Our friends at America's Test Kitchen call the Boston area home. Assuming they would know a thing or two about it, we wanted to get their thoughts on - and a recipe for - a classic American dessert, the Boston cream pie. Managing Producer Sally Swift also had a few questions for America's Test Kitchen host Bridget Lancaster, who stood firm in defending the honor of Boston's namesake dessert. Try their recipe for Wicked Good Boston Cream Pie.
Sally Swift: I don’t want you to feel responsible for defending Boston cream pie, but I do have two questionas for you. First of all, it’s a cake - so why do we call it a pie? And second, I don’t think I’ve ever had a good piece of Boston cream pie.
Bridget Lancaster: Oh boy. Well.
SS: So, I guess I am asking you to defend it.
BL: [Laughs] You can have good Boston cream pie. I’m like you; it’s hard to find it out in bakeries that are good. Sometimes the cake is rubbery or too sweet. There’s so much sugar, between the sponge cake itself and the custard filling, then the chocolate on top.
The pie part of it that you mention is interesting. We did a lot of research trying to find out exactly what they meant by “pie.” We think – and food historians have told us – that the pie plate was one of the most used pieces of bakery back then. They baked everything in pie plates instead of cake pans. So, it was just natural to call it a pie. At least that’s my story, and I’m sticking with it.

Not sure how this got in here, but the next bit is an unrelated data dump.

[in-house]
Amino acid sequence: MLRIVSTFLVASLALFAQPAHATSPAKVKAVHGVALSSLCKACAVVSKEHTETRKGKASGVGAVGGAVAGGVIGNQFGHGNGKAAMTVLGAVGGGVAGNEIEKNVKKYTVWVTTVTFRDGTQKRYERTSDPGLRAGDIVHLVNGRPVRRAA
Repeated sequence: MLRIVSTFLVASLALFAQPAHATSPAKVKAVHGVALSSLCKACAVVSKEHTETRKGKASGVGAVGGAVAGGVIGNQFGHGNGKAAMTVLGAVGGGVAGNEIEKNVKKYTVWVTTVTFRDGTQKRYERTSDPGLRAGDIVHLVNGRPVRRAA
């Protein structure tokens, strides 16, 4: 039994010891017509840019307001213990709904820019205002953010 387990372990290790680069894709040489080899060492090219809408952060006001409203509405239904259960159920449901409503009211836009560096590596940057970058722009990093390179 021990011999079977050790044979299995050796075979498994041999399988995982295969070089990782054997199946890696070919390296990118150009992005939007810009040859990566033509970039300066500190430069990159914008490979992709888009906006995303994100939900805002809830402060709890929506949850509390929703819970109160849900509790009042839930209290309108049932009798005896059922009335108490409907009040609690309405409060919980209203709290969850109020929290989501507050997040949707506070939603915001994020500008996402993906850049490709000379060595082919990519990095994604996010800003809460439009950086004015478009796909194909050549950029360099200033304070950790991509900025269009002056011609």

SS: America’s Test Kitchen has taken apart and reassembled this old American recipe for the home cook. Can you tell me what you did?
BL: There are three components to a Boston cream pie. There are two layers of sponge cake, and in between is a layer of vanilla pastry cream. Then they pour chocolate glaze over it.
SS: That should be delicious. And as I’ve said, it has not always been. What did you guys do to make it friendly for home cooks?
BL: We ditched the sponge cake.
SS: You did?
BL: Yes. Traditional sponge is super finicky. You take eggs – either whole eggs or egg yolks – and beat them with sugar until they’re foamy. Then you had to delicately fold in a flour mixture. The little trapped air bubbles from beating the eggs and the sugar together, that’s the only leavening that the cake gets. If you over-fold in the flour, you’re going to deflate the mixture and have a squat Boston cream pie. It’s very rubbery at that point.
We switched over to something called a hot milk sponge cake, which is a little bit of a Betty Draper-style retro recipe. It couldn’t be easier to make. You take milk and a little bit of butter, and heat them together until the butter melts. Take eggs and sugar, and beat that until it’s nice and fluffy. Then you pour in all the milk mixture into that egg/sugar blend. Stir in flour, a bit of salt, and baking powder. Again, baking powder is going to make this foolproof. The cake is going to rise every single time.
SS: Do you do two of those? Or you do one and cut it in half?
BL: It’s much easier to make two. The other part of this is there’s some butter in the cake that makes it more tender and less sweet. A traditional sponge doesn’t have a lot of fat in it. You need that fat to counter the sweetness.